Don’t Believe the Hype — Where the News Gets Your Finances Wrong


If you’re the type of person who keeps tabs on the latest news sites and browses the web to brush up on your money skills, you might be feeling inadequate right about now. Headline after headline suggests U.S. households have never been saving more, while simultaneously having enough expendable cash to flush thousands of dollars a year down the drain. 

This might be confusing if you’re following a practical budget and still scraping the bottom of your emergency fund. You may even feel like you’ve messed up somewhere if you’re finding it hard to make ends meet or need to try to get a loan online in an emergency. 

No, you aren’t the only one struggling to save or using online loans. These stories don’t give an accurate look at most people’s finances today. Many people are still reeling from the pandemic. 

What Does the News Say About Your Neighbours? 

According to the Federal Reserve, the average U.S. savings account balance hit a jaw-dropping $41,500 last year. This is the same year the average American supposedly spends$18,000 a year on non-essentials, plus nearly another $4,000 on impulse purchases. 

With headlines like this, it’s easy to get a skewed idea of what other people are doing. 

You can feel as though you’ve fallen behind everyone if your emergency fund is small or non-existent. Super savers with that much tucked away don’t need online loans to help cover an unexpected repair to their car — they have savings for that.

As for the insights into spending, these headlines tend to be how-to articles about saving more money. You might click on them if you want to build up savings and stop using online loans. But if you aren’t spending $18,000 a year on takeout, these tips aren’t going to do you much good.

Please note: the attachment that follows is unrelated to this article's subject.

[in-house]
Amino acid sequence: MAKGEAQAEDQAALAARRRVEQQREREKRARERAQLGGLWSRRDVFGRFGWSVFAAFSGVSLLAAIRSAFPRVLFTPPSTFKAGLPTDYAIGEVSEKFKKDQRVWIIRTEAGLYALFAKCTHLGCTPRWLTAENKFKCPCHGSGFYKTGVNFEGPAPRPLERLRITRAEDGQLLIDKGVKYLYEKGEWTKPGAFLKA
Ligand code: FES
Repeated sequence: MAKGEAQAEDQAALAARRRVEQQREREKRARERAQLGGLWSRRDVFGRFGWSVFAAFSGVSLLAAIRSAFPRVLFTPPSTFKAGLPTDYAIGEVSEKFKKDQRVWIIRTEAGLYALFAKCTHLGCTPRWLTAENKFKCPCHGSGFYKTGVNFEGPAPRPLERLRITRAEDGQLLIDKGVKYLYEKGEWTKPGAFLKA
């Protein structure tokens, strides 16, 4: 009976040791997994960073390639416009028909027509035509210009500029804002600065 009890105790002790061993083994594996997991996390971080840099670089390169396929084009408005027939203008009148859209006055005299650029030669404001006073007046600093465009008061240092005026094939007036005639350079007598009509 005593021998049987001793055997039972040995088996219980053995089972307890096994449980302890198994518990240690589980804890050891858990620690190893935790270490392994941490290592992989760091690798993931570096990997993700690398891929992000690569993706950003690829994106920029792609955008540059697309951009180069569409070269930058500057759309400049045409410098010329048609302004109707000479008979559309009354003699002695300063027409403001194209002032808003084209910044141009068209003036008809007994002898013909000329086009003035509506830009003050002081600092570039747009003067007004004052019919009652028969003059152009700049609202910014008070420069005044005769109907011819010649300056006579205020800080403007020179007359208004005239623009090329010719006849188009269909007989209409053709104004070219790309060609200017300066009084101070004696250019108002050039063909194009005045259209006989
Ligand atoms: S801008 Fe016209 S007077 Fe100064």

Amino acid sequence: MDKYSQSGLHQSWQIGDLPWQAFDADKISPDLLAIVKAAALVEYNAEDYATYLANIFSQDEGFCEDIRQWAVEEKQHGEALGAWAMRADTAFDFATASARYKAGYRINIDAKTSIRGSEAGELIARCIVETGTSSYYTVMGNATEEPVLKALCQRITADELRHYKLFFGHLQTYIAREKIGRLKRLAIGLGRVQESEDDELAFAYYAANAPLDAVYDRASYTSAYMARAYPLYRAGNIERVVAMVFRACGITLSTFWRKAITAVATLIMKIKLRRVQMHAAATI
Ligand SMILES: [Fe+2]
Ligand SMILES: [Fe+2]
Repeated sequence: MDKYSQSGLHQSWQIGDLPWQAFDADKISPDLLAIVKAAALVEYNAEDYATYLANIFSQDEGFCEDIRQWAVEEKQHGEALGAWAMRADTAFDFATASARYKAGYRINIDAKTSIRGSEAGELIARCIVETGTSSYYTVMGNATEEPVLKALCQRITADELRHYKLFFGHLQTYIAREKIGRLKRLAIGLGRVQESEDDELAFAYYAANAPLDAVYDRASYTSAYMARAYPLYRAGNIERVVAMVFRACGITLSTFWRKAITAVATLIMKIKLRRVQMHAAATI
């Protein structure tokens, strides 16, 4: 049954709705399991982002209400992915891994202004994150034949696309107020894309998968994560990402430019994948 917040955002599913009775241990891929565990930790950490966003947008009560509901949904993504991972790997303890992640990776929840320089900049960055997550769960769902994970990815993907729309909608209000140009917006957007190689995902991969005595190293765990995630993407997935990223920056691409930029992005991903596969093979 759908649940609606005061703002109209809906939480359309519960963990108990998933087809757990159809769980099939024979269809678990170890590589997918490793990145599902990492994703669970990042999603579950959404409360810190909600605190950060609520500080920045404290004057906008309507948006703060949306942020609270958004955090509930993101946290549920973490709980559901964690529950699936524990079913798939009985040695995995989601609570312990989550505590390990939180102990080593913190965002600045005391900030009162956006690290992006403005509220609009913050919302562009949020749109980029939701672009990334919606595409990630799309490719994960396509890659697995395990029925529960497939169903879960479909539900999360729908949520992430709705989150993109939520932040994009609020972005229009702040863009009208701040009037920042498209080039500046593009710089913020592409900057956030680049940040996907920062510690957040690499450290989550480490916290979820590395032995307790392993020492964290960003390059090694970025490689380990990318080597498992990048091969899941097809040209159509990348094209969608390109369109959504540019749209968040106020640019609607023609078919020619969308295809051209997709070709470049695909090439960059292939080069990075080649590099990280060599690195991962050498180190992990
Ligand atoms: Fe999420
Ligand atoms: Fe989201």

Are You Really Out of Touch with the Rest of the Country? 

These financial factoids are genuine insights into the country’s financial state, so don’t worry about fake news. 

The problem arises from the word “average”. To come to an average, data scientists have to add up all the savings accounts balances and divide this sum by the number of people who have savings accounts. 

Higher values tend to skew the average high. You can see this phenomenon at work below:

If six people have savings of $10, $10, $1,000, $1,000, $10,000, and $100,000, the average would be $18,000 — higher than five of the people included in the sample. 

The Median is a More Realistic Look at Finances

If the average is suspect, look to the median. This is the centermost number out of a data set. Using the example of those six savers above, the median would be just$1,000 and much more indicative of most people.

While the median isn’t available for the information about people’s non-essential and splurge spending, it is available for savings. According to the Federal Reserve, the median savings account is just $5,300. It’s also worth noting this data is from 2019, a full year before the pandemic hit finances.

That puts things into perspective. Most people aren’t saving a good chunk of their yearly income. In fact, one-third of Americans are saving less to offset inflation nudging prices up on consumer goods. 

Knowing that you aren’t the exception but the rule takes a load off your shoulders. But more importantly, it tears down false comparisons that can intimidate you into giving up on your finances. 

Instead of agonizing over saving $41.5K or cutting $18,000 from your spending, focus on what you can do. Sit down with your budget, make sure you can pay your bills, cover your online loans and credit cards, and cut enough frills to tuck away something into savings each month — even if it’s just $20 a month at first.